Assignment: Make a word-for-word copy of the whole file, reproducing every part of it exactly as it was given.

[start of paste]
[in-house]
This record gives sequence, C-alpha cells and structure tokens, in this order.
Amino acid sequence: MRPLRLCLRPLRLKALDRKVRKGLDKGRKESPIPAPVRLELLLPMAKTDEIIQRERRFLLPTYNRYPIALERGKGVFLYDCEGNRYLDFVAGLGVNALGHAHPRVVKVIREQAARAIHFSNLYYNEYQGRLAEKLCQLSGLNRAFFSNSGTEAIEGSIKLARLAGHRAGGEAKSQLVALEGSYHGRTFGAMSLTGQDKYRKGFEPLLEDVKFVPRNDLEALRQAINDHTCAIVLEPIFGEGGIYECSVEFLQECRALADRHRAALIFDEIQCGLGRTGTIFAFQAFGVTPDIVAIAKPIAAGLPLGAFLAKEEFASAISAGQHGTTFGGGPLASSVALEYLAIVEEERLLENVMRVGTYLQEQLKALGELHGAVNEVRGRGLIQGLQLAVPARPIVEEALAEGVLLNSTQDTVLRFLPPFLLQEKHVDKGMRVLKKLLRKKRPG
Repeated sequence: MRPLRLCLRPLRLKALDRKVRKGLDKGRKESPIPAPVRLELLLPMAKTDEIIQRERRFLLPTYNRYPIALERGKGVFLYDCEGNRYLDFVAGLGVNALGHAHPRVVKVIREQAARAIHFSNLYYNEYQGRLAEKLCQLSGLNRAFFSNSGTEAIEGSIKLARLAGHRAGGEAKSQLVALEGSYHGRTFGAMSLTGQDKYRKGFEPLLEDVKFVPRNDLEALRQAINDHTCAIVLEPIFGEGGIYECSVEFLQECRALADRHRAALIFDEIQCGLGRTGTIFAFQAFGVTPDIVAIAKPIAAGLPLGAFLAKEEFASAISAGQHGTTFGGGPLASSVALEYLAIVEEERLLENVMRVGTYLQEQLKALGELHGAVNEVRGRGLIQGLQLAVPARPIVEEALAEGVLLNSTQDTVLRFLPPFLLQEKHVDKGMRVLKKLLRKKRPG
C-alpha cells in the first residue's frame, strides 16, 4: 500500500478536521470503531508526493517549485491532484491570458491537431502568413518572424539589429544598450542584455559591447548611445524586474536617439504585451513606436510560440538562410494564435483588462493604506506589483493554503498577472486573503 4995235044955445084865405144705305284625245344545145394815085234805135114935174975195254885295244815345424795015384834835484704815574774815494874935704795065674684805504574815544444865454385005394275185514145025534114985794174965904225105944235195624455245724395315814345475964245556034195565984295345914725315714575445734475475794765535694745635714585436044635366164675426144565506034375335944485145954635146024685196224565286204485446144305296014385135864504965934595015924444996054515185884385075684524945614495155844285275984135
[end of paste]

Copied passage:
[in-house]
This record gives sequence, C-alpha cells and structure tokens, in this order.
Amino acid sequence: MRPLRLCLRPLRLKALDRKVRKGLDKGRKESPIPAPVRLELLLPMAKTDEIIQRERRFLLPTYNRYPIALERGKGVFLYDCEGNRYLDFVAGLGVNALGHAHPRVVKVIREQAARAIHFSNLYYNEYQGRLAEKLCQLSGLNRAFFSNSGTEAIEGSIKLARLAGHRAGGEAKSQLVALEGSYHGRTFGAMSLTGQDKYRKGFEPLLEDVKFVPRNDLEALRQAINDHTCAIVLEPIFGEGGIYECSVEFLQECRALADRHRAALIFDEIQCGLGRTGTIFAFQAFGVTPDIVAIAKPIAAGLPLGAFLAKEEFASAISAGQHGTTFGGGPLASSVALEYLAIVEEERLLENVMRVGTYLQEQLKALGELHGAVNEVRGRGLIQGLQLAVPARPIVEEALAEGVLLNSTQDTVLRFLPPFLLQEKHVDKGMRVLKKLLRKKRPG
Repeated sequence: MRPLRLCLRPLRLKALDRKVRKGLDKGRKESPIPAPVRLELLLPMAKTDEIIQRERRFLLPTYNRYPIALERGKGVFLYDCEGNRYLDFVAGLGVNALGHAHPRVVKVIREQAARAIHFSNLYYNEYQGRLAEKLCQLSGLNRAFFSNSGTEAIEGSIKLARLAGHRAGGEAKSQLVALEGSYHGRTFGAMSLTGQDKYRKGFEPLLEDVKFVPRNDLEALRQAINDHTCAIVLEPIFGEGGIYECSVEFLQECRALADRHRAALIFDEIQCGLGRTGTIFAFQAFGVTPDIVAIAKPIAAGLPLGAFLAKEEFASAISAGQHGTTFGGGPLASSVALEYLAIVEEERLLENVMRVGTYLQEQLKALGELHGAVNEVRGRGLIQGLQLAVPARPIVEEALAEGVLLNSTQDTVLRFLPPFLLQEKHVDKGMRVLKKLLRKKRPG
C-alpha cells in the first residue's frame, strides 16, 4: 500500500478536521470503531508526493517549485491532484491570458491537431502568413518572424539589429544598450542584455559591447548611445524586474536617439504585451513606436510560440538562410494564435483588462493604506506589483493554503498577472486573503 4995235044955445084865405144705305284625245344545145394815085234805135114935174975195254885295244815345424795015384834835484704815574774815494874935704795065674684805504574815544444865454385005394275185514145025534114985794174965904225105944235195624455245724395315814345475964245556034195565984295345914725315714575445734475475794765535694745635714585436044635366164675426144565506034375335944485145954635146024685196224565286204485446144305296014385135864504965934595015924444996054515185884385075684524945614495155844285275984135